Hugo Chavez is going to make it rain

Some of the world’s remaining communist countries (plus former Soviet Russia) are preparing to control the weather. Indeed, China, Russia, Venezuela, and Cuba are preparing ways to control precipitation — hearkening back to something the X-Men guys thought up during the Cold War (see: Storm).  Last a summer, Chinese government officials worried that it might ...

576865_091116_PassportChavezRain2.jpg
576865_091116_PassportChavezRain2.jpg

Some of the world's remaining communist countries (plus former Soviet Russia) are preparing to control the weather. Indeed, China, Russia, Venezuela, and Cuba are preparing ways to control precipitation -- hearkening back to something the X-Men guys thought up during the Cold War (see: Storm). 

Last a summer, Chinese government officials worried that it might rain on their parade, literally, during the Olympics. They fired rockets filled with dry ice and silver iodide into the clouds, to make them cough up any raindrops before Beijing. The process might have backfired, causing two fierce snowstorms. But Moscow's mayor seems undeterred by the weather -- he is using the same technology to deflect snowfall from his city, having military planes spray iodide clouds.

Some of the world’s remaining communist countries (plus former Soviet Russia) are preparing to control the weather. Indeed, China, Russia, Venezuela, and Cuba are preparing ways to control precipitation — hearkening back to something the X-Men guys thought up during the Cold War (see: Storm).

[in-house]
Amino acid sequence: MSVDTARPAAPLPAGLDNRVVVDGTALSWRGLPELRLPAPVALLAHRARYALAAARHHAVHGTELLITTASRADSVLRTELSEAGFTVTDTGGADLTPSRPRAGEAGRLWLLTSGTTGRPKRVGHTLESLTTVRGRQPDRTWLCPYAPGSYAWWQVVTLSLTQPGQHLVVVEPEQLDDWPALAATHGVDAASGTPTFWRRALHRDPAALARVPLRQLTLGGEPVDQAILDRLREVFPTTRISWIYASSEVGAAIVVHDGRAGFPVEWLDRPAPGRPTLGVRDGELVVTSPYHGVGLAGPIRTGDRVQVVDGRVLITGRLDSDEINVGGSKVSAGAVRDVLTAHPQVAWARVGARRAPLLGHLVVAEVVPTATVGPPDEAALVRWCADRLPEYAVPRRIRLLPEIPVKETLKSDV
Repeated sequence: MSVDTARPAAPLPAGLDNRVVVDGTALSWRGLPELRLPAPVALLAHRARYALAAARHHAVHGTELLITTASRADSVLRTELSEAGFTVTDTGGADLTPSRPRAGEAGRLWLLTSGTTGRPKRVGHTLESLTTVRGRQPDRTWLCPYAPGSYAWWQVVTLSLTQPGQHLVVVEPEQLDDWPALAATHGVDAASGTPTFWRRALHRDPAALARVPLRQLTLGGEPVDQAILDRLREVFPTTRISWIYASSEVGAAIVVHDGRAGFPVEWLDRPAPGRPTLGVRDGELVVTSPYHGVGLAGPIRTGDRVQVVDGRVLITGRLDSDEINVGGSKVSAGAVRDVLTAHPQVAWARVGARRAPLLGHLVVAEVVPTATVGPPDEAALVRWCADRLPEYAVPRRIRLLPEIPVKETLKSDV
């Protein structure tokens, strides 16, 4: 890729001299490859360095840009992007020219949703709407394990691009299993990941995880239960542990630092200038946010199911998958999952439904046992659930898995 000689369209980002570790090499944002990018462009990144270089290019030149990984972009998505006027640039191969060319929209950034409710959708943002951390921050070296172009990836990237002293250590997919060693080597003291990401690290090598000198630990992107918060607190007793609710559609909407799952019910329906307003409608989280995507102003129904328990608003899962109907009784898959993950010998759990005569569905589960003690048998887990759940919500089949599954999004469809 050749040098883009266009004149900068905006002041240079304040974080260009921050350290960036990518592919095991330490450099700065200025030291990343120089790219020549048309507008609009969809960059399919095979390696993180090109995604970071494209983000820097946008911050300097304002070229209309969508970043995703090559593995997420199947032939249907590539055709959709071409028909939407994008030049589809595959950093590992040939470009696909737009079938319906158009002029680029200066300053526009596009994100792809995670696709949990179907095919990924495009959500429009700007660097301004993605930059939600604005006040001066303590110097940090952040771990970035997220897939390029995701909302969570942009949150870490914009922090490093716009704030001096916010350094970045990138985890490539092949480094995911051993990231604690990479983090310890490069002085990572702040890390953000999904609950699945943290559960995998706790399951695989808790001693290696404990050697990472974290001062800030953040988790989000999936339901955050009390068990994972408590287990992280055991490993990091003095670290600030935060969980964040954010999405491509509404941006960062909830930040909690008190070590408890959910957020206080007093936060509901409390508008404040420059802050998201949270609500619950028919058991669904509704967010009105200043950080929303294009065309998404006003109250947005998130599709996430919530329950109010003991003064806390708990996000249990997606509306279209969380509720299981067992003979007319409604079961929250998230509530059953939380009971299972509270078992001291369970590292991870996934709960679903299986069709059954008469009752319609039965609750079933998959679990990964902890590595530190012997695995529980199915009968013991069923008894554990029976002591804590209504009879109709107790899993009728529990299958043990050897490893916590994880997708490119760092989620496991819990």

Last a summer, Chinese government officials worried that it might rain on their parade, literally, during the Olympics. They fired rockets filled with dry ice and silver iodide into the clouds, to make them cough up any raindrops before Beijing. The process might have backfired, causing two fierce snowstorms. But Moscow’s mayor seems undeterred by the weather — he is using the same technology to deflect snowfall from his city, having military planes spray iodide clouds.

Venezuela isn’t as concerned with deflecting precipitation. Chavez is trying to increase rainfall on parched areas of his country. And rather than simply ordering the cloud seeding to take place, he is going to do it himself, going airborne with a group of Cuban scientists.

“I’m going in a plane. Any cloud that crosses me, I’ll zap it so that it rains,” Chavez said.

JUAN BARRETO/AFP/Getty Images

Bobby Pierce is an editorial researcher at Foreign Policy.

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